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Looking for cheapest car insurance for a 2007 Toyota Yaris

How much is the cheapest car insurance for this vehicle, it has 123000 miles. I am situated in michigan, US.

  1. Is it easy to maintain this vehicle, what are the average monthly/annual repair and maintenance cost for it?

Wrong place to ask about insurance… Google is your friend.

With a car that has 123,000 on the clock, it is impossible to say how much this car will cost to maintain. Up TO this point, it was likely just wear items like brakes and tires. Beyond this point, it depends on how the car was treated in the first 123K.

And if this has been a Michigan car for its whole 11 years, it has rust, corrosion and pothole problems that will require a VERY thorough inspection before you buy it.


Insurance companies all have different rates for areas, driving patterns, driving record, and age of insured. So No , I am not going to do your research for you.

As for cost to own a vehicle that is almost unpredictable.


Insurance is governed by the laws of your state, so the answer depends on which state you live. It also depends on where in the state you live, your age, your driving record, your education etc. There’s no need to guess though. Phone up the agents from the major insurance carriers like State Farm, Farmers, All State, Geico, USAA, AAA and get some quotes. Insurance for a 2007 Yaris should be lower than for a 2017 Yaris, and definitely lower than a 2018 big, expensive Mercedes so you got all that going for you. The insurance companies don’t seem to want to make it overly easy to compare prices, so you’ll have to just get out the yellow pages & start dialing. If you don’t like the wait on hold experience, you can write letters asking for a quote too. That’s how I’d do it. Not good at waiting on hold. If you have a military background, USAA tends to get good marks for those folks.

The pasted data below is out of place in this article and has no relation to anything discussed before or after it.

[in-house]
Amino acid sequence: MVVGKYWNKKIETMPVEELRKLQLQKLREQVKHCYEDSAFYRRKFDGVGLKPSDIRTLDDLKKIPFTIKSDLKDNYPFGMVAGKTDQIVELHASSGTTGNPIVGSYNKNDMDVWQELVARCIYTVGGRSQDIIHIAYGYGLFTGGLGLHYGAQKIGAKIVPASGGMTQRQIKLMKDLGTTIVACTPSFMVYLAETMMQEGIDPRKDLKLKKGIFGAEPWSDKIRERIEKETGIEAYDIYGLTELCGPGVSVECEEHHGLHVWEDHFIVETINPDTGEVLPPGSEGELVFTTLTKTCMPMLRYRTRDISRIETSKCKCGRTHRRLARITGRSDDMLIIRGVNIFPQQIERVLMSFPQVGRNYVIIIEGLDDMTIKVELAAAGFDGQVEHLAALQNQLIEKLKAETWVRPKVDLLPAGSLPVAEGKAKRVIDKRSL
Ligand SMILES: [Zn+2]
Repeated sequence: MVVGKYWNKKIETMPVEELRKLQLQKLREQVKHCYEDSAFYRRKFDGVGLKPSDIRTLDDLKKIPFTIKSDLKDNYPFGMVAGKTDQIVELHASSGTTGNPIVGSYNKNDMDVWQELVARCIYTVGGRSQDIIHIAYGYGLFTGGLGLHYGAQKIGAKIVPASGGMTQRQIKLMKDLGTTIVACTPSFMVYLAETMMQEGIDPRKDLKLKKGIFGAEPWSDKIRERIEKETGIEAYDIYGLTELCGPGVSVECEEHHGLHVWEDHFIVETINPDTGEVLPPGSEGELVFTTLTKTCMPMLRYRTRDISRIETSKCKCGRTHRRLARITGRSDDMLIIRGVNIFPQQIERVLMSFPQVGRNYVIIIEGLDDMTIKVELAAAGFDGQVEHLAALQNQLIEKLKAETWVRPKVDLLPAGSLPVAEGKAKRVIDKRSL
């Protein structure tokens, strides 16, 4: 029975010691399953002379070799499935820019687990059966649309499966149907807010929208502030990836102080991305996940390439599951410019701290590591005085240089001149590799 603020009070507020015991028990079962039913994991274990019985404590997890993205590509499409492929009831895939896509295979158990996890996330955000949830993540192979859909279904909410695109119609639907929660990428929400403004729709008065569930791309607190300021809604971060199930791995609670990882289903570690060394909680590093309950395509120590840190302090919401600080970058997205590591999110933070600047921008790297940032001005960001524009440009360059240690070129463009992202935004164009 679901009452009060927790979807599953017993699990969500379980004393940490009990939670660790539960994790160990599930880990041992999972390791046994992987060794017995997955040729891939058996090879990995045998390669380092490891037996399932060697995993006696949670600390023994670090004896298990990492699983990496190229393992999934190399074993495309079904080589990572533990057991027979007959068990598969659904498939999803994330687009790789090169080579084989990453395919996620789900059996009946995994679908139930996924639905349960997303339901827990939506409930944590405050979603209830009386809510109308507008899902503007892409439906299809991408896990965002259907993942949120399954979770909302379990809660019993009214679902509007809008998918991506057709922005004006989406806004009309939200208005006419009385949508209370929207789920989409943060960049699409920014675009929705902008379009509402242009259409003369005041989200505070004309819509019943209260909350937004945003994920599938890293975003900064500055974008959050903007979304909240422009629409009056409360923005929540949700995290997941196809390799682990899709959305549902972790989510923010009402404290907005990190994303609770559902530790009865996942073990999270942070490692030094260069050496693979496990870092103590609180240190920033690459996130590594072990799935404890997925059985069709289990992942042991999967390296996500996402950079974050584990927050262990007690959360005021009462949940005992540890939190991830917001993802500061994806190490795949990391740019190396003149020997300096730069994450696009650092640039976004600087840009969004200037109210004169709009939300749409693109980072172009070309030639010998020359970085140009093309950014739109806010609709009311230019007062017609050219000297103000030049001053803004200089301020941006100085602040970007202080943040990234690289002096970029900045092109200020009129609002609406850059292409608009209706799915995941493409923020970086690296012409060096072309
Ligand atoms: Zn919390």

A 2007 Yaris should be a good used car. But make sure to have it inspected by your own mechanic before writing any checks.

In order to answer your question, I would need to have your drivers license, Age, Sex, Level of education, occupation, number od miles you commute and number of miles you drive a year, vin of your car, accident and ticket history, info about anyone else driving your car, address of where the car is kept, garage, driveway or street parking and your credit score.

I would also need to be an insurance broker, which I am not.


Just be careful that the lowest cost insurance doesn’t end up being the most expensive in the long run. A good agent can be pretty important over the long haul. The other thing is, many of the parts of the total insurance bill are not tied to the car itself, but to the general risk of driving regardless of the car. Things like liability will be the same regardless. Not having good liability coverage can leave you on the hook in a bad at fault accident and make actual body damage irrelevant. Plus, the insurance company lawyers are the ones that represent you free so you want good ones. Sure people say that often people will settle for the insurance limits and leave you alone after that, but that’s not something I care to take a chance on. Got income, savings, a house, other assets? You kill a couple kids in an accident, do you think the parents or grand parents are going to leave you alone after they collect your $100,000 insurance policy? Just sayin’ is all.

I can’t just recommend an insurance company for you and hope you’ll get rates as low as mine, because shopping for car insurance relies on so many factors that you need to do the work and shop around.

Part of the equation is how much risk you’re willing to take. Since my car’s Bluebook (salvage) value is roughly $500, there is no point in carrying full coverage with a $500 deductible. If I lose my car in a wreck that is my fault, I have a motorcycle I can commute on until I can afford a new car, so I only carry the insurance that is required by law. If I had a newer car that was worth thousands of dollars, I might carry more coverage, maybe even full coverage with a $100 deductible.

…so you need to think about more than the amount of the insurance premium. You need to consider how much you’re willing to risk every time you drive your car, and balance that with what you’re able to pay.